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The changing significance of the modern Credencial

sillydoll

Veteran Member
Camino(s) past & future
2002 CF: 2004 from Paris: 2006 VF: 2007 CF: 2009 Aragones, Ingles, Finisterre: 2011 X 2 on CF: 2013 'Caracoles': 2014 CF and Ingles 'Caracoles":2015 Logrono-Burgos (Hospitalero San Anton): 2016 La Douay to Aosta/San Gimignano to Rome:
The first modern 'credencial' was issued in the late 1950's to road pilgrims who followed a road map of routes for pilgrims and tourists which was published for the 1954 Holy Year. Five road routes leading tourists and tourist-pilgrims to Santiago were developed closely following what would become the 'Camino de Santiago' roads 30 years later. A road map of these routes for pilgrims and tourists was published for the 1954 Holy Year with information on churches, monuments, hotels and restaurants along the way.

A concertina style credential was issued, with blank squares, so that travelers could obtain a stamp at the places they stopped at along the road including Jaca, Valcarlos, Pamplona, Estella, Logroño, Santo Domingo de la Calzada, Burgos, Frómista, Leon, Astorga, Ponferrada and Monastery of Samos. On arrival in Santiago they could ask for the pilgrim diploma which was funded by the Ministry of Information and Tourism and signed by the Archbishop of Compostela

In 1963, Antonio Roa Irisarri, Jaime Eguaras Echávarri and José María Jimeno Jurío, members of the newly formed association of "Los Amigos de Camino de Santiago" in Estella, made a pilgrimage to Santiago dressed in Capuchin habits and leading a mule with a wagon. They designed a Pilgrim's Credencial to have stamped along the way which was approved and blessed by Cardinal-Archbishop of Santiago Archbishop Fernando Quiroga Palacios. The cover design with a walking cane, gourd and scallop shell was adopted at the first international Jacobean conference held in Jaca in 1987.

According to Javier Martin (AMIGOS), the modern version of the 'Credencial del Peregrino' was not connected to the church or the Compostela, and according to the founding members of AMIGOS it was a 'memento' to the pilgrim's walk.
"The credencial del peregrinos had nothing to do with the cathedral or the church, it was the idea of the congress, of Elias Valina at the congress, for the pilgrims and the albergues, not for the church.”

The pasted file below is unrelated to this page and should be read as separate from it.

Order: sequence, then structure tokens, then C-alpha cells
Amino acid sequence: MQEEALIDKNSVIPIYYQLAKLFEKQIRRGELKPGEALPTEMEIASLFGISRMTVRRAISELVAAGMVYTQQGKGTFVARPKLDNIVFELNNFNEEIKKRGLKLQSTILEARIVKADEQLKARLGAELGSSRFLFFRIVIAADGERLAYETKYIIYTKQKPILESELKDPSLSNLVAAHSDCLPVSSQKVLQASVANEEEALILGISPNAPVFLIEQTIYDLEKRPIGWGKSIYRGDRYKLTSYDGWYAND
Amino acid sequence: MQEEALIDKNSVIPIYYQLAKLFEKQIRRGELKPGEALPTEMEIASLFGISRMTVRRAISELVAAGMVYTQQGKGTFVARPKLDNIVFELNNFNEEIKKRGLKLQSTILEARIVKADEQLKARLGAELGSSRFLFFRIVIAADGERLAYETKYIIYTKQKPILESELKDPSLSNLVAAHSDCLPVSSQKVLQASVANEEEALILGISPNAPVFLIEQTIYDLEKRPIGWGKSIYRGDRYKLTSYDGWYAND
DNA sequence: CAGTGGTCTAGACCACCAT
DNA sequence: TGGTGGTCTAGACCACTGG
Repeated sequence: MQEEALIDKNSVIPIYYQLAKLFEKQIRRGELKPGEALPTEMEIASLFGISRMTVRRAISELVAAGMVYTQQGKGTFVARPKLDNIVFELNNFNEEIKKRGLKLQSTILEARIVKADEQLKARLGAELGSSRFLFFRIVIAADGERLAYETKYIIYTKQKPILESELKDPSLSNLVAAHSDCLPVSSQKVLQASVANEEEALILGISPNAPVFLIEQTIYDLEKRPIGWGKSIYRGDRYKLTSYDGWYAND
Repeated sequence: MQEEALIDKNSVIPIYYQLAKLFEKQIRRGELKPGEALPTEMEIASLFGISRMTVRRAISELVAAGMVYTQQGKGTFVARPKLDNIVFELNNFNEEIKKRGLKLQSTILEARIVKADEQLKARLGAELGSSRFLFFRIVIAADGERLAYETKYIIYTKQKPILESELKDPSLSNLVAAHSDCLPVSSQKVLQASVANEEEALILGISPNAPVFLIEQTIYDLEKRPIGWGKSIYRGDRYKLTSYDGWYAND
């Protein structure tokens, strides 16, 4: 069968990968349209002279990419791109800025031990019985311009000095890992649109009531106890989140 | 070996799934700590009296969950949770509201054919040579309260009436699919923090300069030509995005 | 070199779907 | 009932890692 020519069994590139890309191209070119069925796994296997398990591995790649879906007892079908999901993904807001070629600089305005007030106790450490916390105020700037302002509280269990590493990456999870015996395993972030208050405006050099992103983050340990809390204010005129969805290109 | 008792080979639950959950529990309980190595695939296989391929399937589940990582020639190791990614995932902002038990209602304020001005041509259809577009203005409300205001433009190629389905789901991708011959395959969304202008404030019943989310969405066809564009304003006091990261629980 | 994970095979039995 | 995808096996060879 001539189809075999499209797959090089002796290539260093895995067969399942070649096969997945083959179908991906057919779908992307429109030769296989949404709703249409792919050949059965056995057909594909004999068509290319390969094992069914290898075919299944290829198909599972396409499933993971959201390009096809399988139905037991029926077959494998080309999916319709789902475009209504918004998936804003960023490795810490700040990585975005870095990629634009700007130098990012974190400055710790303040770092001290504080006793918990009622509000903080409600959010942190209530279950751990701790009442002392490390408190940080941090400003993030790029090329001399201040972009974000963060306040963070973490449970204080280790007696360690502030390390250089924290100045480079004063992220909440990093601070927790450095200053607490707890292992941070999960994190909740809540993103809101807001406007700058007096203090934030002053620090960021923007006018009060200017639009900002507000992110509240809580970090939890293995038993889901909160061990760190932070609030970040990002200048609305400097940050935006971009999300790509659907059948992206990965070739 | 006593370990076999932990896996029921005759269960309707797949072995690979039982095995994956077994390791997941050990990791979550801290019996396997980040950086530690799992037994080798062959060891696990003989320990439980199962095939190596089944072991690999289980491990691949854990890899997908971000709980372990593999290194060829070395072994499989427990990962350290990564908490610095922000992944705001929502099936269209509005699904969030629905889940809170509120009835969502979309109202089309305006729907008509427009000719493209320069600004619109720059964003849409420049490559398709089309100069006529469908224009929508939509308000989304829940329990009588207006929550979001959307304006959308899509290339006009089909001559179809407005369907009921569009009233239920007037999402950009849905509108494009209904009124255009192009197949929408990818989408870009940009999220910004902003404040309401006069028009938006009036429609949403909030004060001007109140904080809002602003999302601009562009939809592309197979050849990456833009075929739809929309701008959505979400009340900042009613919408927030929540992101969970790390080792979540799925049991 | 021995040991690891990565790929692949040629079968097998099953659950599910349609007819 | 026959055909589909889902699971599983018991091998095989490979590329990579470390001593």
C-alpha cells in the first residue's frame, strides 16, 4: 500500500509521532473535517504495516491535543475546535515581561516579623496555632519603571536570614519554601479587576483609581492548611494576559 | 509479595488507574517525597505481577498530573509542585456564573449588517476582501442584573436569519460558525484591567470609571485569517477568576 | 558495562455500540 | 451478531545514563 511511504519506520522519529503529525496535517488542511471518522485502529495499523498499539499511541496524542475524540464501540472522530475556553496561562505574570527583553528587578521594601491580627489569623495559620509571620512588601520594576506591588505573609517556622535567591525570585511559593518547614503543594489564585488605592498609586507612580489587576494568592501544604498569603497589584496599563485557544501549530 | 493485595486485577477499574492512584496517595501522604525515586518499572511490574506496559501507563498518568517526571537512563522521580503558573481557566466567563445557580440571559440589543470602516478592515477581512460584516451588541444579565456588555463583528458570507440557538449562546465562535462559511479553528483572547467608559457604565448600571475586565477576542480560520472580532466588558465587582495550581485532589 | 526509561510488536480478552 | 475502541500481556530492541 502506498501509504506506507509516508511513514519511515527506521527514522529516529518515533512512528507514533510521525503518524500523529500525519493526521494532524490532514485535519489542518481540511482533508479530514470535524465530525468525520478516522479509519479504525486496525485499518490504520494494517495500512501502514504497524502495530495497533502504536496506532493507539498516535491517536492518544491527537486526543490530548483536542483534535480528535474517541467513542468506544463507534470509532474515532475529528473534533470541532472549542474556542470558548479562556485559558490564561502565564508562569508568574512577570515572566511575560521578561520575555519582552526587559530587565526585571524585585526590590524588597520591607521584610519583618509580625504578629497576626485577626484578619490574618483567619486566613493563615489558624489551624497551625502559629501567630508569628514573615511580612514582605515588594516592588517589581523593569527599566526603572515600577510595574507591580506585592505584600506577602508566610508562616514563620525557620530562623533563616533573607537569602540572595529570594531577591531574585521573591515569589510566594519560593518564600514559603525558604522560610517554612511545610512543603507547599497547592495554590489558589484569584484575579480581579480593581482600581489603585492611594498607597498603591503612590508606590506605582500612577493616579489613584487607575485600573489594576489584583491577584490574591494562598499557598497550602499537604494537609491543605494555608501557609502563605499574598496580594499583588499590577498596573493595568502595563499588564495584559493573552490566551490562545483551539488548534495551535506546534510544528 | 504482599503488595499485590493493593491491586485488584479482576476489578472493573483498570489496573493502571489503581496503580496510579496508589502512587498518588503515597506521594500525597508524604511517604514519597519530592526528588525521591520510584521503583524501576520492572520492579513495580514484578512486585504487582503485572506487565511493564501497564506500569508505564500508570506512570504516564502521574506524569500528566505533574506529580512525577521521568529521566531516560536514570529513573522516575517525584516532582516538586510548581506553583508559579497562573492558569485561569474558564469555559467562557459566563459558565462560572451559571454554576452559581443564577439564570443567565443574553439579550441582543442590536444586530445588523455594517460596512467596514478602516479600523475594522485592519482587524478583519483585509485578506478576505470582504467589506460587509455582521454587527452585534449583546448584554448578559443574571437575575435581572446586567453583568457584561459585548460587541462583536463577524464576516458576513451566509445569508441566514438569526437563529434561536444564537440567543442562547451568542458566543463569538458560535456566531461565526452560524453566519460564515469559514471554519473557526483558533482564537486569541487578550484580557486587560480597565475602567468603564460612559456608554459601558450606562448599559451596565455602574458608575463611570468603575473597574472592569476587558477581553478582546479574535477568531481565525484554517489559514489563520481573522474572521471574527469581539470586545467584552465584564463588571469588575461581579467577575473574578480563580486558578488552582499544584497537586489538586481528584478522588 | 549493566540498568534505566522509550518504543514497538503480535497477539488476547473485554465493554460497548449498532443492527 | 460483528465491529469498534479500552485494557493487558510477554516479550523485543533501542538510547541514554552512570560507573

Minutes of the AMIGOS Congress 1987: "The credencial would serve to identify a pilgrim, and when he has reached Santiago, to be a memento of the sacrifice and effort put into the pilgrimage."
By the year 2000 dozens of people and tour operators were designing their own credenciales, which were being presented to the Pilgrim Office for a Compostela. Many tourists who were only travelling by bus were able to use their tour company issued credenciales to collect stamps at bars, restaurants, hotels, tourist offices etc., and present their credencial to the pilgrim's office for a Compostela. The Archdiocese stepped in and declared that only official credenciales (those issued by them and affiliated organisations) would be accepted for the Compostela.

The Compostela, as you know, is only given to those who meet the 100km for walkers and 200km for cyclists requirements. The only reason that I have been able to find for the 100 km requirement, which was imposed by the church for the earning a Compostela , was to ensure:
".. effort and sacrifice in expiation of sins.." (El esfuerzo y sacrificio en expiación de los pecados...")
www.archicompostela.org/Peregrinos/Espanol/La%20Compostela.htm

This resulted in many people confusing the Compostela with a remission of sins, or the Catholic indulgence. Over the past 15 years I've read hundreds of articles describing the Compostela as a 'get-out-of-jail' card. The Compostela is not the 'get-out-of jail-card', it is a certificate of completion awarded to pilgrims who walk or horseback ride the last 100km to Santiago de Compostela, or cycle the last 200km.

http://amawalker.blogspot.co.za/2013/11/credenciales-and-compostelas.html
 

fraluchi

Veteran Member
Camino(s) past & future
One every year since 2007
Well-researched, Sil!:) To-day, "changes in significance" can be attributed to the Camino "aficionados"' ever increasing materialism, instead of ".. effort and sacrifice in expiation of sins.." (El esfuerzo y sacrificio en expiación de los pecados...") as you so correctly recall. :( By "aficionados" I do not mean the many people (gracias a Dios) who day-by-day are sacrificing their time and efforts to try and keep the Caminos (notice the plural) within the original context.:)
 

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